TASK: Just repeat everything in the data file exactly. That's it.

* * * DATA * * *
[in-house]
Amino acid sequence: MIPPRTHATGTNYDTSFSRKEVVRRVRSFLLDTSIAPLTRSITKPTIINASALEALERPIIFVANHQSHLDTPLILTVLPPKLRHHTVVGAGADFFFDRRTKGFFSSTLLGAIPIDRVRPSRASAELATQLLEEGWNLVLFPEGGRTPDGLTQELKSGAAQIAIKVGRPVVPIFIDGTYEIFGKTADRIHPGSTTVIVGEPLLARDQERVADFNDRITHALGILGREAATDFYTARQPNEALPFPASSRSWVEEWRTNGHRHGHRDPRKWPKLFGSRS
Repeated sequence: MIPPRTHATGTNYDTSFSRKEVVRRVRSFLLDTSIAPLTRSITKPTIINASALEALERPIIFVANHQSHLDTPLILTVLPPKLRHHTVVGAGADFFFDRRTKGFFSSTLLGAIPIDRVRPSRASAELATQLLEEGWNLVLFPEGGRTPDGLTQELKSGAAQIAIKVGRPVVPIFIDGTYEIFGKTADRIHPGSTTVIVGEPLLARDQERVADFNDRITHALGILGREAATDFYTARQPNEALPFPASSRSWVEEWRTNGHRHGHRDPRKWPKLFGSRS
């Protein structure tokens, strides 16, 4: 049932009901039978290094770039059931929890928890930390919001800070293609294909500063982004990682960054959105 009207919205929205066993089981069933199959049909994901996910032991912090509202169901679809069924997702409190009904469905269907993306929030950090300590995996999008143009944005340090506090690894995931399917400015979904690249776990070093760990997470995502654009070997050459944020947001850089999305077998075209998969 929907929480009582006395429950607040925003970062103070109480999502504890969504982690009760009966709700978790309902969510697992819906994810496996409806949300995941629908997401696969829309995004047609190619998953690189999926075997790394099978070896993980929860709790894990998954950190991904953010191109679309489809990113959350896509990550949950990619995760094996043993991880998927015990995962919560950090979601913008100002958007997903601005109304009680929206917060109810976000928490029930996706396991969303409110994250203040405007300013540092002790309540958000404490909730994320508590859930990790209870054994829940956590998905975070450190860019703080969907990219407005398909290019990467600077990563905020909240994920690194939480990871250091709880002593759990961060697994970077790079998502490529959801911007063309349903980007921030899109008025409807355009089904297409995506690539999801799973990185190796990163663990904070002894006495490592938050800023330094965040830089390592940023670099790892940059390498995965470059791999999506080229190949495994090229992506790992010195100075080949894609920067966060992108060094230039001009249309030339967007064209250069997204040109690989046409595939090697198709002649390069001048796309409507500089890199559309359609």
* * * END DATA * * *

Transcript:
[in-house]
Amino acid sequence: MIPPRTHATGTNYDTSFSRKEVVRRVRSFLLDTSIAPLTRSITKPTIINASALEALERPIIFVANHQSHLDTPLILTVLPPKLRHHTVVGAGADFFFDRRTKGFFSSTLLGAIPIDRVRPSRASAELATQLLEEGWNLVLFPEGGRTPDGLTQELKSGAAQIAIKVGRPVVPIFIDGTYEIFGKTADRIHPGSTTVIVGEPLLARDQERVADFNDRITHALGILGREAATDFYTARQPNEALPFPASSRSWVEEWRTNGHRHGHRDPRKWPKLFGSRS
Repeated sequence: MIPPRTHATGTNYDTSFSRKEVVRRVRSFLLDTSIAPLTRSITKPTIINASALEALERPIIFVANHQSHLDTPLILTVLPPKLRHHTVVGAGADFFFDRRTKGFFSSTLLGAIPIDRVRPSRASAELATQLLEEGWNLVLFPEGGRTPDGLTQELKSGAAQIAIKVGRPVVPIFIDGTYEIFGKTADRIHPGSTTVIVGEPLLARDQERVADFNDRITHALGILGREAATDFYTARQPNEALPFPASSRSWVEEWRTNGHRHGHRDPRKWPKLFGSRS
């Protein structure tokens, strides 16, 4: 049932009901039978290094770039059931929890928890930390919001800070293609294909500063982004990682960054959105 009207919205929205066993089981069933199959049909994901996910032991912090509202169901679809069924997702409190009904469905269907993306929030950090300590995996999008143009944005340090506090690894995931399917400015979904690249776990070093760990997470995502654009070997050459944020947001850089999305077998075209998969 929907929480009582006395429950607040925003970062103070109480999502504890969504982690009760009966709700978790309902969510697992819906994810496996409806949300995941629908997401696969829309995004047609190619998953690189999926075997790394099978070896993980929860709790894990998954950190991904953010191109679309489809990113959350896509990550949950990619995760094996043993991880998927015990995962919560950090979601913008100002958007997903601005109304009680929206917060109810976000928490029930996706396991969303409110994250203040405007300013540092002790309540958000404490909730994320508590859930990790209870054994829940956590998905975070450190860019703080969907990219407005398909290019990467600077990563905020909240994920690194939480990871250091709880002593759990961060697994970077790079998502490529959801911007063309349903980007921030899109008025409807355009089904297409995506690539999801799973990185190796990163663990904070002894006495490592938050800023330094965040830089390592940023670099790892940059390498995965470059791999999506080229190949495994090229992506790992010195100075080949894609920067966060992108060094230039001009249309030339967007064209250069997204040109690989046409595939090697198709002649390069001048796309409507500089890199559309359609």